Rediscovering the inherent possibilities arising from the limitations encountered in early computer generated and aided graphics, inspired by the motion graphics approaches of John Whitney Snr. A computational arts research and theory project.

Project Proposal
February 22, 2021
Proposal for Individual Research Project, in Computational Arts-Based Research and Theory (2020-21)

What is the overarching area of research?

Starting with the works of John and James Whitney, early pioneers of computer aided graphics and animation, I want to look at how the limitations they found in exploring these new frontiers shaped their work, and how they shaped the artifacts they produced - such as the films Lapis (James & John), Yantra (James) and Permutations (John). What is striking about these - is not just the effects they were able to create with emerging non specific technology, such as the World War II M-5 anti-aircraft gun director (an analog computer), but how they exhibit unique and striking aesthetics which are very much products of that technology (and of course the artists intention).

As a computational artist in the early 21st Century, working with highly developed graphical pipelines, processes and raw computing power - it can seem that the opportunity to create art which is a product of it's limitations is at best much diminished, and at worst non-existent…

What are the key questions or issues you will address?

There are two key areas I want to explore as part of this project - from these I have generated an initial set of questions / short essay titles for me to explore during the research phase of the project.

  • Human perception imposes a temporal limit on how we produce moving images though the use of a computer - that is, an image must be drawable in at least 417ms (24 frames per second), and ideally in 167ms (60 fps). This limitation drives approaches to computer (aided) graphics acting as a barrier between realtime, and pre-rendered experiences, where the decisions made result in unique, and potentially pleasing artefacts of their own. I intend to explore artefacts created in both sides of the temporal limit, and look at how we might invoke their spirit in modern computational arts practices.

  • Computer (aided) Graphics has evolved from a contentious feature in early computing - to an industry led, pipeline driven world, in which everyday devices now command graphics powers unimaginable 20-30 years ago. Whilst this delivers huge power to the computational artist today, having been primarily driven by the film and games industries, it has ploughed a furrow of delivering ever increasing realism - creating new, and perhaps unhelpful constraints and artefacts in art generated by it. I want to look at how we can step out of these constraints in our own practices, and try to find new and interesting limitations to explore aesthetics not driven by this realism pipeline.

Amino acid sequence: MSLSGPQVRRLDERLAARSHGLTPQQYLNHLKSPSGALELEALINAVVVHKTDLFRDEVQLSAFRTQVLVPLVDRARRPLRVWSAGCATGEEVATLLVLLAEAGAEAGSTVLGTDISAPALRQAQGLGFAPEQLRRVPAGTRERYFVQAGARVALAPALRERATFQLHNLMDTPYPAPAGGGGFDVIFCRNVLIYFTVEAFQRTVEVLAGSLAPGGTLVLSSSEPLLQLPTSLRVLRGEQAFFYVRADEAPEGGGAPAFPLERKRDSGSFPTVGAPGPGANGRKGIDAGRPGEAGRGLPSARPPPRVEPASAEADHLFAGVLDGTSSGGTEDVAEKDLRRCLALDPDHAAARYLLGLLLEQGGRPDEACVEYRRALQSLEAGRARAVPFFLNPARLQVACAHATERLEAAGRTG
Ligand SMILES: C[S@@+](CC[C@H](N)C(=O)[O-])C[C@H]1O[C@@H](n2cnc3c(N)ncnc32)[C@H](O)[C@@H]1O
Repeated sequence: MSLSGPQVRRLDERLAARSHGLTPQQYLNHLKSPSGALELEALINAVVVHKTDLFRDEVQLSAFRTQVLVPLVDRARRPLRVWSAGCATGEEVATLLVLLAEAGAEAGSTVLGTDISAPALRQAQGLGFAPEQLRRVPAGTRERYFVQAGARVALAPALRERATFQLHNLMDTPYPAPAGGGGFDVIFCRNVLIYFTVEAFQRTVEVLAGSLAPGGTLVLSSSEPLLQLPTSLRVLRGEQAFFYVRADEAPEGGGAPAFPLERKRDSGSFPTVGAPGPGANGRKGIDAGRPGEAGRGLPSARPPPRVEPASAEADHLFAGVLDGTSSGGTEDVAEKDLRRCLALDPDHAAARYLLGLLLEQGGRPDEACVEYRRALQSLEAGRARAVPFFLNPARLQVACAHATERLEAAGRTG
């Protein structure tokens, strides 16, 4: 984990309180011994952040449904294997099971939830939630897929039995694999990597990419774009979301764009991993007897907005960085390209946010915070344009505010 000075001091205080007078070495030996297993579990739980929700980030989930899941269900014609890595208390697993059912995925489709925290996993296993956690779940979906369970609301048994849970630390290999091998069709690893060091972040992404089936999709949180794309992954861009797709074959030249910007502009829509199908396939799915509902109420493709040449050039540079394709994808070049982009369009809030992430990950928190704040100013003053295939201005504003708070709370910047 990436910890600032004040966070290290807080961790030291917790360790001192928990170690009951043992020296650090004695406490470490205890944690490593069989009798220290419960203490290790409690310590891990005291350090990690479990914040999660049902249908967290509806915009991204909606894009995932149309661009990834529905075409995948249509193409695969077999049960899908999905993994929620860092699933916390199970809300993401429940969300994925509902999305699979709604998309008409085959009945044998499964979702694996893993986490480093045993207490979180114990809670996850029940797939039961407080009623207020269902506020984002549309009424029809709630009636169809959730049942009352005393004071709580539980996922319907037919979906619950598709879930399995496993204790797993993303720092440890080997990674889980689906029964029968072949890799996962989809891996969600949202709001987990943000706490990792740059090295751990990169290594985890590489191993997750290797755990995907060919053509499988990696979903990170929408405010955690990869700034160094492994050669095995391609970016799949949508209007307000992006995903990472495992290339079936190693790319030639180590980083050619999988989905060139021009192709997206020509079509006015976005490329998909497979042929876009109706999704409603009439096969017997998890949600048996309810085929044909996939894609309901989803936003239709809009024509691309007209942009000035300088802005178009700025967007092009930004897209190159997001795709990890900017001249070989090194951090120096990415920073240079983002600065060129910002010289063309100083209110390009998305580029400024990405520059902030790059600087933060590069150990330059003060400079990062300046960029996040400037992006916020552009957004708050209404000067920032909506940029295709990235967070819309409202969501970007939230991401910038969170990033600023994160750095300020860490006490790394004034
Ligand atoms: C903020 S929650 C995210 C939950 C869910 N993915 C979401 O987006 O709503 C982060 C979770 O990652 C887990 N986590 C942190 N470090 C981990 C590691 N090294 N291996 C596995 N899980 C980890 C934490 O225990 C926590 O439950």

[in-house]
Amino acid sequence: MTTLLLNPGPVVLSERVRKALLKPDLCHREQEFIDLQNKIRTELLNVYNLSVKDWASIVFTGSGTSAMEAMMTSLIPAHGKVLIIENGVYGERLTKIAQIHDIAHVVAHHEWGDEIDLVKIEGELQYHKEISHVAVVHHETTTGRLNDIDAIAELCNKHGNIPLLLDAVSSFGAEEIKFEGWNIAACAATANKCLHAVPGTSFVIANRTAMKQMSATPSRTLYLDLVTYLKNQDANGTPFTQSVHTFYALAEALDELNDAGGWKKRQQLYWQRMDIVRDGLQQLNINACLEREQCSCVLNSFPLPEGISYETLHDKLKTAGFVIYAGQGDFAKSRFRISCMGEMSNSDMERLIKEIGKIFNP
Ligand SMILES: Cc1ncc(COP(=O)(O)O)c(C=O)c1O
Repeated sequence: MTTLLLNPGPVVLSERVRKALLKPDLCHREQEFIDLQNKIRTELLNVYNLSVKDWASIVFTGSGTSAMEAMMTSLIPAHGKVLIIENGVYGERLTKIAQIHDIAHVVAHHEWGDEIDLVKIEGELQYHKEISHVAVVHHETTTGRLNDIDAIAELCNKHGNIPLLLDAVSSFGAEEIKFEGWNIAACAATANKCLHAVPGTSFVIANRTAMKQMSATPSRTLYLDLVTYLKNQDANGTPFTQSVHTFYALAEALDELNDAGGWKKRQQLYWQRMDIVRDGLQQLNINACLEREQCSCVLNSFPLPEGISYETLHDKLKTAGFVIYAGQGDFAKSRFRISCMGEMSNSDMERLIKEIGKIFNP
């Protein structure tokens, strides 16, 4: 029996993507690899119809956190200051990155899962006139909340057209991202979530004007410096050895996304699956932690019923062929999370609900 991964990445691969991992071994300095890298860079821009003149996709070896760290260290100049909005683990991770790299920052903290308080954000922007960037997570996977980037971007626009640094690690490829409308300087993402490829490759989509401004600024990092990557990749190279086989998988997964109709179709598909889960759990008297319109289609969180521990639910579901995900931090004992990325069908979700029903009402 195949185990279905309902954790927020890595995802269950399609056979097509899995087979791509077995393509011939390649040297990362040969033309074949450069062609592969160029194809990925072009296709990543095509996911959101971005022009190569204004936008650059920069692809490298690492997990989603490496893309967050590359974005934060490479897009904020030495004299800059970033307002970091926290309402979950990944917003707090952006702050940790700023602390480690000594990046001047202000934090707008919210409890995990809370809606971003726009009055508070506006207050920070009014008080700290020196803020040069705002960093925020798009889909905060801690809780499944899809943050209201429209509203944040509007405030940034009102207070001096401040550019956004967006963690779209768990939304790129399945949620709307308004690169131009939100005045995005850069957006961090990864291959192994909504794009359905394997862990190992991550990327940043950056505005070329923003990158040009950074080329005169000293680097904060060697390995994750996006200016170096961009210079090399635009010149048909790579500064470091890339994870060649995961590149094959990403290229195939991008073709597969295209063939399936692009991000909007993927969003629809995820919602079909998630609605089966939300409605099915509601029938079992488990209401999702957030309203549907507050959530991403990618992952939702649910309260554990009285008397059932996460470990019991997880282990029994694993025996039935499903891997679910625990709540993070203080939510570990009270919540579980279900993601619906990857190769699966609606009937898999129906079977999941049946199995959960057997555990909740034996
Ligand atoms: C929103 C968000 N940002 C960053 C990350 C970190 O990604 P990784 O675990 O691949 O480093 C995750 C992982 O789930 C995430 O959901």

The current list of topics I intend to explore can be found on my website in this post and are listed below, as of 22nd February 2021 - not this is a working list, and it is likely I will focus on a few specific areas in this list.

  • The Work of John Sr. and James Whitney
  • Stop motion animation, opportunities and limitations, it's use in early computer generated / aided graphics
  • Usage of film and video cameras in computer graphics generation
  • The impacts of using mechanical processes in producing computer generated / aided graphics
  • Modelling the physical, emulation, simulation, approximation and inspiration - virtually achieving the real, or almost realtime
  • Military surplus hardware, especially that from World War II and the Cold War, and it's impact on the arts (also, the impact of military projects on computer graphics)
  • Computer graphics of the Micro Computer revolution of the 70's and 80's, and their limitations, especially those of the BBC Micro, and Commodore CBM8032 as used by Robert Henke for the CBM 8032 AV project. Evolution of the Demoscene and it's impacts
  • Fake computer graphics - using physical processes to create an illusion of computer generated graphics - an inverse of John's work?
  • The computer as assistant - computer aided graphics, as opposed to generated
  • Effects achieved through manipulation of polar / cartesian coordinates - the Whitney-Reed RDTD (Radius-Differential, Theta-Differential) AV composition program
  • The interactive displays of NASA Mission Control Houston during the Apollo era - mechanoptical generated graphics (inspired by this video)

Why are you motivated to undertake this project?

There are a number of motivational reasons for this project - some of which are listed below

  • An interest in the history of computer graphics, and especially early computer graphics, and it's pioneers who sought to create art, as opposed to just functional graphics and images for human interaction
  • A desire to explore some of the concepts in explored in the Whitney's work - particularly ideas of geometry, harmonic relationships, especially in the fusing of music and image
  • The opportunity to rediscover, and explore existing works, by taking on board the physical practices of analog computers, film cameras, and moving objects and placing them into a virtual world.

What theoretical frameworks will you use in your work to guide you?

I plan to use the following theoretical frameworks, to help me research and evaluate the pertinent questions I am asking - to help understand why early computational artworks may have been created in specific ways, due to limitations of technology at the time, as well as the technical practices needed to make them happen

  • Media Archaeology
  • Software Studies
  • Retro futurism

There are also elements of things like queer use of objects - as explored in Sara Ahmed's Whats the Use? - where technologies are used in unintended ways.